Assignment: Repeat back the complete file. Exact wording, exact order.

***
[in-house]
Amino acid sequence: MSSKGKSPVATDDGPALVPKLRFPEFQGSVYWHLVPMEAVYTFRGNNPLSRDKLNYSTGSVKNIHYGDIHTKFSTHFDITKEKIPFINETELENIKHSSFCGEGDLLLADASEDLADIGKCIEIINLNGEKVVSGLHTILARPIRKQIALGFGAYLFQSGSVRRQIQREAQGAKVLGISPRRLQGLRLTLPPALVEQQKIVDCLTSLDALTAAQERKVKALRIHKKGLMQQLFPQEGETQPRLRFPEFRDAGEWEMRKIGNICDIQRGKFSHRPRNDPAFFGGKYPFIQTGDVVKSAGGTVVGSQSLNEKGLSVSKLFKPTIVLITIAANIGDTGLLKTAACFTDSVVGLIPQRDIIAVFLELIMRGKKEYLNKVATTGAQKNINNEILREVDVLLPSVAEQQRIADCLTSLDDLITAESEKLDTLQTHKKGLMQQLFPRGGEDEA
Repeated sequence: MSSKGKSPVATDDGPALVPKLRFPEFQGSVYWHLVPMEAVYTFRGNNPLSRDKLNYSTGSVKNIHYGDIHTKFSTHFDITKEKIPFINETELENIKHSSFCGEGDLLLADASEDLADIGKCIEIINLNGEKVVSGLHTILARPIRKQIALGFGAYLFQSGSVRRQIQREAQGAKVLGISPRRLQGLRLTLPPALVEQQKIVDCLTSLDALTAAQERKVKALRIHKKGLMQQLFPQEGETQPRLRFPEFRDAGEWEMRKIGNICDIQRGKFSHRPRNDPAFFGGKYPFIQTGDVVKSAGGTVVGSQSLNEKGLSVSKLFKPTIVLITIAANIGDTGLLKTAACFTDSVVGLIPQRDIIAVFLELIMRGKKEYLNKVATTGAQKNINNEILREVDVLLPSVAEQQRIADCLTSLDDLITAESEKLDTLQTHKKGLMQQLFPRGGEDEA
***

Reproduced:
[in-house]
Amino acid sequence: MSSKGKSPVATDDGPALVPKLRFPEFQGSVYWHLVPMEAVYTFRGNNPLSRDKLNYSTGSVKNIHYGDIHTKFSTHFDITKEKIPFINETELENIKHSSFCGEGDLLLADASEDLADIGKCIEIINLNGEKVVSGLHTILARPIRKQIALGFGAYLFQSGSVRRQIQREAQGAKVLGISPRRLQGLRLTLPPALVEQQKIVDCLTSLDALTAAQERKVKALRIHKKGLMQQLFPQEGETQPRLRFPEFRDAGEWEMRKIGNICDIQRGKFSHRPRNDPAFFGGKYPFIQTGDVVKSAGGTVVGSQSLNEKGLSVSKLFKPTIVLITIAANIGDTGLLKTAACFTDSVVGLIPQRDIIAVFLELIMRGKKEYLNKVATTGAQKNINNEILREVDVLLPSVAEQQRIADCLTSLDDLITAESEKLDTLQTHKKGLMQQLFPRGGEDEA
Repeated sequence: MSSKGKSPVATDDGPALVPKLRFPEFQGSVYWHLVPMEAVYTFRGNNPLSRDKLNYSTGSVKNIHYGDIHTKFSTHFDITKEKIPFINETELENIKHSSFCGEGDLLLADASEDLADIGKCIEIINLNGEKVVSGLHTILARPIRKQIALGFGAYLFQSGSVRRQIQREAQGAKVLGISPRRLQGLRLTLPPALVEQQKIVDCLTSLDALTAAQERKVKALRIHKKGLMQQLFPQEGETQPRLRFPEFRDAGEWEMRKIGNICDIQRGKFSHRPRNDPAFFGGKYPFIQTGDVVKSAGGTVVGSQSLNEKGLSVSKLFKPTIVLITIAANIGDTGLLKTAACFTDSVVGLIPQRDIIAVFLELIMRGKKEYLNKVATTGAQKNINNEILREVDVLLPSVAEQQRIADCLTSLDDLITAESEKLDTLQTHKKGLMQQLFPRGGEDEA